TRAGEDY IN THE SKY, POLITICS ON THE GROUND

In the days since the crash of an Ethiopian Airlines Boeing 737 Max jet on Sunday, governments around the world have ordered airlines to ground that model until more is known about the causes of the accident. After all, it is the second time that Boeing's top-selling late model jet has gone down in less than six months.

This is first and foremost a human tragedy – and one that hit home for your Wednesday Signal author, who has friends and acquaintances who lost people in the crash. But the global response carries some strong political undercurrents.


For one thing, the first country to suspend 737 Max flights was China, which happens also to be Boeing's most important market for the aircraft. Chinese aviation authorities may have legitimate questions about the plane's safety, but amid a deep trade spat with the US, Beijing is also keenly aware that the flight ban – which quickly spread to more than a dozen other countries – puts huge pressure on Boeing, one of the largest US manufacturing companies.

Second, the countries that have grounded the new 737 did so despite assurances from the US-based Federal Aviation Administration that the aircraft is still airworthy, given actions taken in the wake of the earlier crash and the early stage of the investigation into the latest incident. That's unusual. For decades, the FAA has set the agenda for the safety and regulation of the global aviation industry. Is that changing? The decision of so many countries – including key US allies in Europe – to ground the plane, despite the US regulator saying it has yet to uncover any "systemic performance issue" that would merit such a move, is "almost a rebellion against the FAA" as one astonished industry watcher told Bloomberg. While it's too soon to tell if the FAA's global clout is lastingly weakened, cracks have appeared in what was once simply assumed to be an area in which the US held global regulatory sway. Sound familiar?

Lastly, it doesn't help the FAA – or Boeing for that matter – that several US lawmakers and two big US flight attendants' unions also called on Tuesday to ground 737 Max flights, or that President Trump tweeted in to complain that today's fly-by-wire jets are "far too complex to fly." The President and lawmakers probably felt pressure to say something, given public concern and other governments' reactions to the crash. But it fits a broader pattern in American politics of distrusting experts and taking cues from social media that everyone seems to be jumping into panic mode instead of citing US commercial aviation's safety record or urging the public to wait for the facts to come in.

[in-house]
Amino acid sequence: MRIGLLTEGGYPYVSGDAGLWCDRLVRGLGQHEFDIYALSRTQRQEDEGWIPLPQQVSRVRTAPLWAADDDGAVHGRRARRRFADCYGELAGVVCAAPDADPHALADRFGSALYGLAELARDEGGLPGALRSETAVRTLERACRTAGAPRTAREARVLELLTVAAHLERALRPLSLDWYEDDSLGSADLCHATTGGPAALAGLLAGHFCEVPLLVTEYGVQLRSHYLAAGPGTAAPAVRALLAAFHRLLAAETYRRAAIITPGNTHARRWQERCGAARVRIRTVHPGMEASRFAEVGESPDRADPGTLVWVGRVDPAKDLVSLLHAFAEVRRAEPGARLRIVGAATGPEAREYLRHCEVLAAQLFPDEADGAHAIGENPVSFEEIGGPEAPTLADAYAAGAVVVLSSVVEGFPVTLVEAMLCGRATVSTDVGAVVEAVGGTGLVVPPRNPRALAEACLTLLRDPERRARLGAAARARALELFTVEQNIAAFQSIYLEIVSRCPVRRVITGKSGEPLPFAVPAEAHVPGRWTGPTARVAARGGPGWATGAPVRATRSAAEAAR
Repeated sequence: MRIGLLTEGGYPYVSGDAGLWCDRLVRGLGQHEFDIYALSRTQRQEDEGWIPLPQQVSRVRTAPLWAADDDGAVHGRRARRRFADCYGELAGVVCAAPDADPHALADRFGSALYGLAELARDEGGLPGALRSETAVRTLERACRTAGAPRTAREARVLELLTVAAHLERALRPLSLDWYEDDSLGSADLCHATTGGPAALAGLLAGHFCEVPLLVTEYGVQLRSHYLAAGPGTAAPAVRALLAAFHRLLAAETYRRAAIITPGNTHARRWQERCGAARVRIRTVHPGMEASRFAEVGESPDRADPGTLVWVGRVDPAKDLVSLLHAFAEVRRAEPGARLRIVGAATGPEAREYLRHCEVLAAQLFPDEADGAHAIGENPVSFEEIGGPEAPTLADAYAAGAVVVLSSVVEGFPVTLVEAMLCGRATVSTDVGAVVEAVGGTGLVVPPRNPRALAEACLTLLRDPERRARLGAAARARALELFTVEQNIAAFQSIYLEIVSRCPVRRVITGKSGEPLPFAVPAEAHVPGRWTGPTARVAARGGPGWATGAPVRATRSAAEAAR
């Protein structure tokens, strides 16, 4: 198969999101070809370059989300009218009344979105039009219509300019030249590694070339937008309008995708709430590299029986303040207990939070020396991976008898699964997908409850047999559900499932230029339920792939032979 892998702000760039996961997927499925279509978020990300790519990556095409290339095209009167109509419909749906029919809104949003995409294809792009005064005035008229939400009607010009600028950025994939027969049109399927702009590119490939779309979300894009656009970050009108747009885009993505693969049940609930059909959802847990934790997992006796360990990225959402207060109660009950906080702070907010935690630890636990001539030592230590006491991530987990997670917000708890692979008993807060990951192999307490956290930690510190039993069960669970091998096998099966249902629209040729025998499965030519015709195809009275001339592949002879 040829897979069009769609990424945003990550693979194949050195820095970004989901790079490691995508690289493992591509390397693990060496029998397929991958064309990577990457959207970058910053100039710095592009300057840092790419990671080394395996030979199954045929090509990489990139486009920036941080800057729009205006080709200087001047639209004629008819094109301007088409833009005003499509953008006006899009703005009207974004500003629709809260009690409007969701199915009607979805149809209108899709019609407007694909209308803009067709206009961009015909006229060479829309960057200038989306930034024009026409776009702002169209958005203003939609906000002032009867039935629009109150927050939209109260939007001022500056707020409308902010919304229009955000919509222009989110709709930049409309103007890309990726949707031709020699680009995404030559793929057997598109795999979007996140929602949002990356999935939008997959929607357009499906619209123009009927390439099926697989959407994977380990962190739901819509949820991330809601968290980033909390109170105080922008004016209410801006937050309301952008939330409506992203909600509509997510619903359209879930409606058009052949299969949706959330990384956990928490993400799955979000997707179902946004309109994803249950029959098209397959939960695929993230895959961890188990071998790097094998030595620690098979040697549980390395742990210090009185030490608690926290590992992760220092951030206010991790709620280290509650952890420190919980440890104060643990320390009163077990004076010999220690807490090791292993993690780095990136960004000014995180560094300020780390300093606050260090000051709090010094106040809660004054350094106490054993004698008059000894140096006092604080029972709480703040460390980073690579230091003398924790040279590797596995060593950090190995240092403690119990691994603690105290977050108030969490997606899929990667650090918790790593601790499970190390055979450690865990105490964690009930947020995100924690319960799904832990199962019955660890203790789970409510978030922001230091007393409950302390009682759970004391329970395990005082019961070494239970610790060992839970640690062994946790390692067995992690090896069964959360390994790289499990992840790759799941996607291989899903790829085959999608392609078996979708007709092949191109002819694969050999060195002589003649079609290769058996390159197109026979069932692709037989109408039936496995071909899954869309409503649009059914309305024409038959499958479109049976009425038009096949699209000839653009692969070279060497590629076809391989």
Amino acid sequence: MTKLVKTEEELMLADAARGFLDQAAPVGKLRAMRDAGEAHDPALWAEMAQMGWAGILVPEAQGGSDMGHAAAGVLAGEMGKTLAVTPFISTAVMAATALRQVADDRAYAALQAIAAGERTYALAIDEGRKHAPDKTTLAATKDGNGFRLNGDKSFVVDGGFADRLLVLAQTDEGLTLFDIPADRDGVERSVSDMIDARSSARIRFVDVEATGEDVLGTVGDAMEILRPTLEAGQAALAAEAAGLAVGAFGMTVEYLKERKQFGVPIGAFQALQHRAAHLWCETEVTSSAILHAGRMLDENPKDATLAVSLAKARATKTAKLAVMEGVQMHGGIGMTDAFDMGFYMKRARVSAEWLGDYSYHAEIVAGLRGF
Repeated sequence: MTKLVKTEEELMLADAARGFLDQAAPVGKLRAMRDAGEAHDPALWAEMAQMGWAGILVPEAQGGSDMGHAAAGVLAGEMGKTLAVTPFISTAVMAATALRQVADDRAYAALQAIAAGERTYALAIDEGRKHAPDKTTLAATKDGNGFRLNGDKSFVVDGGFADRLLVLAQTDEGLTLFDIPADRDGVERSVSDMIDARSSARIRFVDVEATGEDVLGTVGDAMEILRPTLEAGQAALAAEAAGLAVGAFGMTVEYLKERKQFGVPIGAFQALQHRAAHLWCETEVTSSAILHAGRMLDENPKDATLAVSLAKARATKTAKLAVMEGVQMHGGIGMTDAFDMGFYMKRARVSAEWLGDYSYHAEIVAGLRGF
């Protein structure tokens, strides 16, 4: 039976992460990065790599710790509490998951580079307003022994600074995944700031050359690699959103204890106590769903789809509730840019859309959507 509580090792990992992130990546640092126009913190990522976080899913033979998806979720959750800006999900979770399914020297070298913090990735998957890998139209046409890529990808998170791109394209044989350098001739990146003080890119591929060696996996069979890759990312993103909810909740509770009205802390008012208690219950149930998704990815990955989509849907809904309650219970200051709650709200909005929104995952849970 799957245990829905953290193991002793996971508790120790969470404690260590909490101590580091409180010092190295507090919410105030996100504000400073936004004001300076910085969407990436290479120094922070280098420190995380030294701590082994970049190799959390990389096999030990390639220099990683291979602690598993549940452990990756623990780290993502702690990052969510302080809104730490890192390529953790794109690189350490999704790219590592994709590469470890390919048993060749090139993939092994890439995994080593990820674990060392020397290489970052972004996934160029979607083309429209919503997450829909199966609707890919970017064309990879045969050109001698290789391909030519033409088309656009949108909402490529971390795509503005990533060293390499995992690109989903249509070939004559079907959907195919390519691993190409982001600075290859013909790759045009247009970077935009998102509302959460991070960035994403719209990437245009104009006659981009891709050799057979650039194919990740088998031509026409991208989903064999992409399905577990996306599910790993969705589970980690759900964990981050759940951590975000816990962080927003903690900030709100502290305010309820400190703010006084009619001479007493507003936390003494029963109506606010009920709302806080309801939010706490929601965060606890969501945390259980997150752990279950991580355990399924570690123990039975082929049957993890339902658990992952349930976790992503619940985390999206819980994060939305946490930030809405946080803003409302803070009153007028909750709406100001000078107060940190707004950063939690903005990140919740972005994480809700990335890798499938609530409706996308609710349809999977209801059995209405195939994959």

We'll find out more about the specific cause of this tragedy as investigators (largely from the US, as it happens) examine evidence from the crash site. But in the meantime, it's worth considering the ways in which the aftermath of the crash is reverberating into broader geopolitical themes of the day.

Tomorrow, July 20, will mark the 50-year anniversary of the day a human being first stepped onto another world. A moment born out of Cold War political pressures, it's easy to forget a half century later how much bitter controversy the project provoked at home and the intensity of the worldwide fanfare that followed its success.

The moon mission's primary purpose was to defeat the Soviet Union. By the time John Kennedy became president in 1961, the Soviet Union had advanced far ahead of the United States in the race for achievement in space. In October 1957, the Soviets launched Sputnik, the world's first satellite. A month later, a dog named Laika became the first living creature to travel beyond Earth's atmosphere. In April 1961, Soviet cosmonaut Yuri Gagarin orbited the Earth, the first human to do so.

In early May, Alan Shepard became the first American in space, spurring Kennedy to announce a far more ambitious plan. On May 25, Kennedy famously pledged that by the end of the decade Americans would go to the moon and return safely to the Earth.

Kennedy was assassinated in November 1963, but new President Lyndon Johnson quickly signaled his intention to see the promise kept. The Soviets held their space lead through 1965, by landing an unmanned craft on the Moon.

The moon mission stoked controversy in the United States. A review of polls reveals that only in 1969 did a majority of Americans support the project. Many people argued that the billions spent on a moonshot should go toward the war in Vietnam or to fight poverty in America's inner cities. "No hot water, no toilets, no lights. But Whitey's on the moon," sang musician and activist Gil Scott Heron. It didn't help when a fire during the Apollo 1 mission killed three astronauts and destroyed their space module.